When it opened to the public in March 1970, the North Sydney Travelodge heralded an exciting new era in hotel accommodation, providing a chic destination for holiday makers and corporate conference-goers visiting the lower north shore.
Crescent shaped to take advantage of Sydney’s harbour views, the 14-storey beacon of modernity contained 224 self-contained suites in alternating shades of blue and olive, each with its own private bathroom and television set.
North Sydney Travelodge opened in 1970 and was the first luxury hotel on the lower north shore.
The cream brick building, costing $3.5 million and constructed directly over the train station, was an immediate success.
“Throughout the motel, the accent is on brightness and informality,” the Sydney Morning herald reported on 26 March 1970.
“Wallpapers in the lift lobbies and corridors were chosen to accent the colours in the floor coverings.
“Natural timber finishes feature prominently in all rooms. Sliding cupboard doors, bedside consoles, tables, chairs and bedheads are all-natural timber.”
The building cost $3.5 million to build in 1970. It last sold for $54 million in 1989.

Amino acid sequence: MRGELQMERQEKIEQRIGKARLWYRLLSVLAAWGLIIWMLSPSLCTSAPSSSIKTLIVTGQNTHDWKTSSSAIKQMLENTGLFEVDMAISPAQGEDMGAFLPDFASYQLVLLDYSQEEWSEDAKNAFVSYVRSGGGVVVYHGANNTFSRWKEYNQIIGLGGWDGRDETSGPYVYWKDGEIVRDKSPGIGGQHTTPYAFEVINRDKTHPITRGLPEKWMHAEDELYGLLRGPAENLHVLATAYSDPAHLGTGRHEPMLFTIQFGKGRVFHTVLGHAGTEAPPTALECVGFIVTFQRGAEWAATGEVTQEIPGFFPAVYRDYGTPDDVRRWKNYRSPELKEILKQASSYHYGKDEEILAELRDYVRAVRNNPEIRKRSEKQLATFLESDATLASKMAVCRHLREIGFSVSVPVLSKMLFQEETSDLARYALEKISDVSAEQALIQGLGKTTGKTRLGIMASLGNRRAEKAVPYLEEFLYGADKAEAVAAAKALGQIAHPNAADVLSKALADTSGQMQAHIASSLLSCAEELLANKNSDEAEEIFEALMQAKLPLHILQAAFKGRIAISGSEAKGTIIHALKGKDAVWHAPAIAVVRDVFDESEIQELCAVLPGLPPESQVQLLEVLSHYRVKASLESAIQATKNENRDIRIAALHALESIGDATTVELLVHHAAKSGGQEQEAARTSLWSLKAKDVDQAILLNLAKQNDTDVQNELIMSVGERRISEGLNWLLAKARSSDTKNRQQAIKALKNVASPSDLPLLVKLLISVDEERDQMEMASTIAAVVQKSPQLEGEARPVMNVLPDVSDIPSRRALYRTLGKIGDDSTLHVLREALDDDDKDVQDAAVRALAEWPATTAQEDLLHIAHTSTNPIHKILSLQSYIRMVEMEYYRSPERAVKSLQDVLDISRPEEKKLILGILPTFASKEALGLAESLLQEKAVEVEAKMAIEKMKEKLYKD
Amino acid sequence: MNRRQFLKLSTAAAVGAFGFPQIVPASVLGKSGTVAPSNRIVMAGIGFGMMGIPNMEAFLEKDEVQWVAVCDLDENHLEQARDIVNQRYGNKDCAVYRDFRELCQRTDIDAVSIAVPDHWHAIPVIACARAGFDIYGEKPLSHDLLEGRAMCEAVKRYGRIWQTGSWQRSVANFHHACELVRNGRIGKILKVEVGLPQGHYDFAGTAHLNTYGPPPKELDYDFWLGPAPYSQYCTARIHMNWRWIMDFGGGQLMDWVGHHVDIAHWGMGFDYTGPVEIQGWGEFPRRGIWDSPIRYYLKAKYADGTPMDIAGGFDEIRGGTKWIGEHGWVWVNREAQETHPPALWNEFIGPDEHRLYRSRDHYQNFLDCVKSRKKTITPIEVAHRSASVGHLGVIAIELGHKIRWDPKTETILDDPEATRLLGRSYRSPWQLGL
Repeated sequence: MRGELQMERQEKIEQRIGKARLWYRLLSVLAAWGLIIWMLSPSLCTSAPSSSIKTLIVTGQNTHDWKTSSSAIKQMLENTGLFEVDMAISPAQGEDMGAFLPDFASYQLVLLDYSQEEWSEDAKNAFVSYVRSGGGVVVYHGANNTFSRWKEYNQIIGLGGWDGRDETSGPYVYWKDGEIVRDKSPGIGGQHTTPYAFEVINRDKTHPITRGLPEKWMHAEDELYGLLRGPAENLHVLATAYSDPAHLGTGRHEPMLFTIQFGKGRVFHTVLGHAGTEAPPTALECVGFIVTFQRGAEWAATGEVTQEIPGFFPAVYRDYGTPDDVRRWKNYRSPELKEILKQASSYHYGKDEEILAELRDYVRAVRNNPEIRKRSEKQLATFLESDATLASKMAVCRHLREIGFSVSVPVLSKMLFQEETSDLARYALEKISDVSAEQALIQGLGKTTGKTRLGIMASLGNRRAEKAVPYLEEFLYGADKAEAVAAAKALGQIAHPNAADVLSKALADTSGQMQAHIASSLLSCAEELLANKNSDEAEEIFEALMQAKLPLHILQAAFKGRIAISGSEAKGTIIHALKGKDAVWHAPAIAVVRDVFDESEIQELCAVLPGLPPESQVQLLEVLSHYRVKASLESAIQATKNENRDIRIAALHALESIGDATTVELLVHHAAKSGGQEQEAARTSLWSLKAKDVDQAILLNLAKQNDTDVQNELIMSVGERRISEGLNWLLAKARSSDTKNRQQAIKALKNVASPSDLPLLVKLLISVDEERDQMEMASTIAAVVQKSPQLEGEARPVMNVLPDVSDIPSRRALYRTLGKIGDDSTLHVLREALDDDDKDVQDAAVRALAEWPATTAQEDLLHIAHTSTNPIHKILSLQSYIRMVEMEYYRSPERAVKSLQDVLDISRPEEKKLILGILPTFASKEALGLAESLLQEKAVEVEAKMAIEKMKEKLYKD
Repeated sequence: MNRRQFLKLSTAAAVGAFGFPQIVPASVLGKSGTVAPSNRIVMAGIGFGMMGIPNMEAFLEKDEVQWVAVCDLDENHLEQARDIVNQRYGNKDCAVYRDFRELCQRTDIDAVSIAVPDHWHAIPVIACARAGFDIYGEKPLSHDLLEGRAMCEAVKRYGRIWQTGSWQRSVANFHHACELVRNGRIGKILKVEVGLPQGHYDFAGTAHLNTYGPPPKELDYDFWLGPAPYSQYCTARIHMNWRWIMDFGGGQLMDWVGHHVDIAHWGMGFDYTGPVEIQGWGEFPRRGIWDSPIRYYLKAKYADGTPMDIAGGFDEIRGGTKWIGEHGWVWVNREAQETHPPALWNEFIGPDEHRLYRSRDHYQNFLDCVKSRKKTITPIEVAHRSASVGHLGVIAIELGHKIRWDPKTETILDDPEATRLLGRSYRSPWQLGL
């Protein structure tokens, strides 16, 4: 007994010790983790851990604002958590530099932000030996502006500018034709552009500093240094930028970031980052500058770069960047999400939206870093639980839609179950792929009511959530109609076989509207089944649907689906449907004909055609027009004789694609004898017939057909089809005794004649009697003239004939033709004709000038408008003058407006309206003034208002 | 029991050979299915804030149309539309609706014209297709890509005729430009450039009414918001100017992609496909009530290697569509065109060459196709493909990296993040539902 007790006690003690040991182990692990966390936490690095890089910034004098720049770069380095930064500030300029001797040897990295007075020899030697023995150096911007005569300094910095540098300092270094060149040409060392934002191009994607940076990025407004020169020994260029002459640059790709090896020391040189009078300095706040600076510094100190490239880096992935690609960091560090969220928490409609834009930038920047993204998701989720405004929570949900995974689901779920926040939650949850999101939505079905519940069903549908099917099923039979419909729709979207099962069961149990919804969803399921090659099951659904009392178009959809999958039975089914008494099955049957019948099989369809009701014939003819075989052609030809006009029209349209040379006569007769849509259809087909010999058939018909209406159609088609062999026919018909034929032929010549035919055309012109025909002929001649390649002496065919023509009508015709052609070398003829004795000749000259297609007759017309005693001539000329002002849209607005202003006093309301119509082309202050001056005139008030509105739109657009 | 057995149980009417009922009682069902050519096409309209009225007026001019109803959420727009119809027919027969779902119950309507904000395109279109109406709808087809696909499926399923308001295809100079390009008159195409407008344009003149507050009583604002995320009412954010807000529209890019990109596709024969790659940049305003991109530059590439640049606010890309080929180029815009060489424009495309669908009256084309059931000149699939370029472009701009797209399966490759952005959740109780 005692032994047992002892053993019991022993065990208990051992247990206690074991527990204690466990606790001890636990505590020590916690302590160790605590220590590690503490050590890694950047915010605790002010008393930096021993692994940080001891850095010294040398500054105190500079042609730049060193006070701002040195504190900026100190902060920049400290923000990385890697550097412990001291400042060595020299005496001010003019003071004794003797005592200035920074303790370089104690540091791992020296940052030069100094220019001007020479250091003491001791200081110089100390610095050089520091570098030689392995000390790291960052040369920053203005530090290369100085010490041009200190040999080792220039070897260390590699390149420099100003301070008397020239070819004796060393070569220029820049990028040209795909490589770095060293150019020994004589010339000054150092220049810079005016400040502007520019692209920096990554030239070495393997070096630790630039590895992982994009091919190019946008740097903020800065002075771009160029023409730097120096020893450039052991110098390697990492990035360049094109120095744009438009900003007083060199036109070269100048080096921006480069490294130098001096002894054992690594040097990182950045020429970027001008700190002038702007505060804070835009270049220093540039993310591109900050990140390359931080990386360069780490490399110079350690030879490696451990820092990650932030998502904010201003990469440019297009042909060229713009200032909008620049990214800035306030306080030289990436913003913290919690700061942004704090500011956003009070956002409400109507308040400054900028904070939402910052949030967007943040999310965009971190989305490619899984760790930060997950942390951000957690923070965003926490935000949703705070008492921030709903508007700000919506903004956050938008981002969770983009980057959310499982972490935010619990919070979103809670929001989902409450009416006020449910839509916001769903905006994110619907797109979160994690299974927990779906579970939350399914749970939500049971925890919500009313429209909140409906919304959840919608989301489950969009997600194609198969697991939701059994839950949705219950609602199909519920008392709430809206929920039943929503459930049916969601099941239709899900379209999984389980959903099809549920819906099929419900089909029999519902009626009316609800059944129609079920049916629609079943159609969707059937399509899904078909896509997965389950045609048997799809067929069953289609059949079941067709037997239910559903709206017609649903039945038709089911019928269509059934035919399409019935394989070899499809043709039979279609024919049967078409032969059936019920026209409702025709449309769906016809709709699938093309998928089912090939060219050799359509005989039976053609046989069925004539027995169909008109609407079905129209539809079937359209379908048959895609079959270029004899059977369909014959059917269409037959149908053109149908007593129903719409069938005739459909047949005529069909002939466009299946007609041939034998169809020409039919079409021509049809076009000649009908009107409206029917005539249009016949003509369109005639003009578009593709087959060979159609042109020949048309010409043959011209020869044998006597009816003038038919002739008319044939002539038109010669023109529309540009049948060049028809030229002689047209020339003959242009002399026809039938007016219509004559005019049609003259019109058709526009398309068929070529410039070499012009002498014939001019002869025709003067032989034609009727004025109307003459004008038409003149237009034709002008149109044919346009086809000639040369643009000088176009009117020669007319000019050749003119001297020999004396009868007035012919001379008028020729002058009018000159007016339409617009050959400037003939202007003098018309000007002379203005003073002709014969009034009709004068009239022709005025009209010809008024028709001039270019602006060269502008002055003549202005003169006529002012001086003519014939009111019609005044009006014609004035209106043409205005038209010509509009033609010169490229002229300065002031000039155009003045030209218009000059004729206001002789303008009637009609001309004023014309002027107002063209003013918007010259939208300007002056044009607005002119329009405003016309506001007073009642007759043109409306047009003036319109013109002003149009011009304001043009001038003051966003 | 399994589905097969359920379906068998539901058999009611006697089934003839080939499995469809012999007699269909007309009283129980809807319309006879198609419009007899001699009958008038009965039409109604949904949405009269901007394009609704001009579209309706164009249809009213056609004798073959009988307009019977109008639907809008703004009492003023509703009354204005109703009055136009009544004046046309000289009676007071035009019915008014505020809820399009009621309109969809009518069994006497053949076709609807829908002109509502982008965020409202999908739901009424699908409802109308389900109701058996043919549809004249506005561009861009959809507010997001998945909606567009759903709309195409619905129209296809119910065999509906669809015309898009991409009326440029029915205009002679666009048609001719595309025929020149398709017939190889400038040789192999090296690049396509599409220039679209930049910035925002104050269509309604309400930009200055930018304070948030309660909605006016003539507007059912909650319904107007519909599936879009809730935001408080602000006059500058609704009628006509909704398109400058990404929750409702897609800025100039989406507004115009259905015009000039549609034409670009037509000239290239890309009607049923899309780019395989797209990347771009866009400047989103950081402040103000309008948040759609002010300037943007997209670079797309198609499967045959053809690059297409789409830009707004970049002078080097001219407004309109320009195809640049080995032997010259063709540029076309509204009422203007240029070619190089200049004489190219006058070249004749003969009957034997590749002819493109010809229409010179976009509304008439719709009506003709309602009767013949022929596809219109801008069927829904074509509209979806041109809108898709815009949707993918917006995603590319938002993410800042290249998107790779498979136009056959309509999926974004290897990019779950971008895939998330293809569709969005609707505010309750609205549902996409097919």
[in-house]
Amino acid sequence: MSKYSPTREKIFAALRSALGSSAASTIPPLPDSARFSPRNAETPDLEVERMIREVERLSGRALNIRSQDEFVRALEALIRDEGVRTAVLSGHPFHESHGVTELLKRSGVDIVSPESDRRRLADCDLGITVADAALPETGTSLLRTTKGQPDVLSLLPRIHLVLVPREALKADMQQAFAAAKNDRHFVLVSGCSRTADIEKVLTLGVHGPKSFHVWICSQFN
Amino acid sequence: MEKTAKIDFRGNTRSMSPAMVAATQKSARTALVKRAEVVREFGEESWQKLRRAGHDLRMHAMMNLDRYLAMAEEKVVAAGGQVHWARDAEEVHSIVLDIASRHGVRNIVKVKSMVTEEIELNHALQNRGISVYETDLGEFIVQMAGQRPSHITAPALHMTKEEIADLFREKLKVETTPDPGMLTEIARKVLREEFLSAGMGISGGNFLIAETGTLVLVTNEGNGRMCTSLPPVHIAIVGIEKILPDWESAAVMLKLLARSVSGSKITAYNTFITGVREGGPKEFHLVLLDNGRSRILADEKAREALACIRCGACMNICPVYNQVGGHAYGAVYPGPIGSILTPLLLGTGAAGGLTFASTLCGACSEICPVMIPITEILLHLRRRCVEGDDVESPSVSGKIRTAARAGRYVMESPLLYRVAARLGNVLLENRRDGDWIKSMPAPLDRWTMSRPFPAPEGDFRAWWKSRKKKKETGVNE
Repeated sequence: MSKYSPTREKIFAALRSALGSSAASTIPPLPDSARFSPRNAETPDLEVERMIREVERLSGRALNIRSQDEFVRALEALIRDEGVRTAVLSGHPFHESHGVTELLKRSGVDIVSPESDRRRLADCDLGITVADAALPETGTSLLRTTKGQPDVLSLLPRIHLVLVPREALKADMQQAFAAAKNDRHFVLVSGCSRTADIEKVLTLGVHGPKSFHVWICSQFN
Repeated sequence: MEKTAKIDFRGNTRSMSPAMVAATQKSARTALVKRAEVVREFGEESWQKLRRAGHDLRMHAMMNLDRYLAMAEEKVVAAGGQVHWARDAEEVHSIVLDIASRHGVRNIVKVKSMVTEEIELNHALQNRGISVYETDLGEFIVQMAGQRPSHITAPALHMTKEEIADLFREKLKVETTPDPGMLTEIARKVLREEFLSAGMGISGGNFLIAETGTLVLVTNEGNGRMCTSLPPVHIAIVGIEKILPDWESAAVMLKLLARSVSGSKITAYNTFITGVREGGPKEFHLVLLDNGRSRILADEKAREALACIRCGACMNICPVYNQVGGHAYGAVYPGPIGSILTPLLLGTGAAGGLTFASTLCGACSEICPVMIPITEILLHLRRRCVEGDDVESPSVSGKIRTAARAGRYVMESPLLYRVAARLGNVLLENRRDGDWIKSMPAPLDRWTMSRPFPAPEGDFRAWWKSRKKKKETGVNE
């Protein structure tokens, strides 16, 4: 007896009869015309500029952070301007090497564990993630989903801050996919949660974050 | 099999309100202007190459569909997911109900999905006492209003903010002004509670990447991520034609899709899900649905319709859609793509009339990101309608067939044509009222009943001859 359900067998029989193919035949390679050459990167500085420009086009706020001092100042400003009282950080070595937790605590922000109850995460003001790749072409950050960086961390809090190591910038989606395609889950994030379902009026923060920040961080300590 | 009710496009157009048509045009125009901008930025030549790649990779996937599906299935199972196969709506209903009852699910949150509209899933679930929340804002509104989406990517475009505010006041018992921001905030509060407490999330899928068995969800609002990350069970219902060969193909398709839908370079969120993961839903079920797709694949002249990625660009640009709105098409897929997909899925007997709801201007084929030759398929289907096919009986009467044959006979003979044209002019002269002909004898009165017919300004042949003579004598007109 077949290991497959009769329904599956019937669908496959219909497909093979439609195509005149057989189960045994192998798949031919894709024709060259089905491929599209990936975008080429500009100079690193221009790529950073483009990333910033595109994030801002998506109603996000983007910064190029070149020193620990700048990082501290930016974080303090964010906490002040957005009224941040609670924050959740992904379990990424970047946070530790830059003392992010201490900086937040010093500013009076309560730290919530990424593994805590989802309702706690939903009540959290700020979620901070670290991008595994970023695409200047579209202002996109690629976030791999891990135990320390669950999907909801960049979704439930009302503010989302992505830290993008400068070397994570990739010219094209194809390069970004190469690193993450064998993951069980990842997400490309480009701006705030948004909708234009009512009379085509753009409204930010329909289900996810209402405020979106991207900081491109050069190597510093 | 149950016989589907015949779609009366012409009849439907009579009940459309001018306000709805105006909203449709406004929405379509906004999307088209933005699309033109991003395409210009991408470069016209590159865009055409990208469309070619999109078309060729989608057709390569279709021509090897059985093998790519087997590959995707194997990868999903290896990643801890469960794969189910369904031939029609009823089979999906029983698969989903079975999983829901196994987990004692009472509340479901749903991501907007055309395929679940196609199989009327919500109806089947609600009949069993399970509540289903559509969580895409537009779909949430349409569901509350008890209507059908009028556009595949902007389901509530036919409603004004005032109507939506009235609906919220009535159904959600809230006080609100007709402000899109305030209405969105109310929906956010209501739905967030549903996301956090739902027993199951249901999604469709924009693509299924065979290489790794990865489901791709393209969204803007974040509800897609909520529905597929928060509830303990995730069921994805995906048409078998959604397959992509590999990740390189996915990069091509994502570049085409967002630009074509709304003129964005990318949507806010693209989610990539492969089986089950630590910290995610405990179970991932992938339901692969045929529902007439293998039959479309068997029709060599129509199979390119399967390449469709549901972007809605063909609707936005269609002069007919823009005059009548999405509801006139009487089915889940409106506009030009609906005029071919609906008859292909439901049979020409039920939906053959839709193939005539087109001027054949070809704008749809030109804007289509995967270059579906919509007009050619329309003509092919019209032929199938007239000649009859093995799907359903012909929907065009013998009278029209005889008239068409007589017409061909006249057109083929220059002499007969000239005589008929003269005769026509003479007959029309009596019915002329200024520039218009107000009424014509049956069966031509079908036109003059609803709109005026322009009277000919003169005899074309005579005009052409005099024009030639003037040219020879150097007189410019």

At the heart of the hotel, guests dined in the “Pullman Room” bar and restaurant, cleverly designed as a luxury railway carriage “reminiscent of the 19th century American Pullman cars,” the Herald reported.
“This has been achieved by the use of timber panelling on the ceiling, old overhead luggage racks, louvered window shutters and frosted glass windows,” readers were told, “along with framed prints of the original North Sydney railway station on the walls.”
A commendable English speaking voice and “pleasant personality” was required to work in the short-lived Pullman restaurant.
Outside, a circular swimming pool – since demolished – was built into the hotel parking deck, with no landscaping or escape from the petrol fumes of passing cars.
Perhaps it was a sign of things to come.
The short-lived Pullman Room failed to make its mark on the new-found cosmopolitan tastes of a fast-growing city, and soon made way for “Farthings” in 1974, a more sophisticated offering that ditched the train décor for upmarket bamboo furniture and greenery.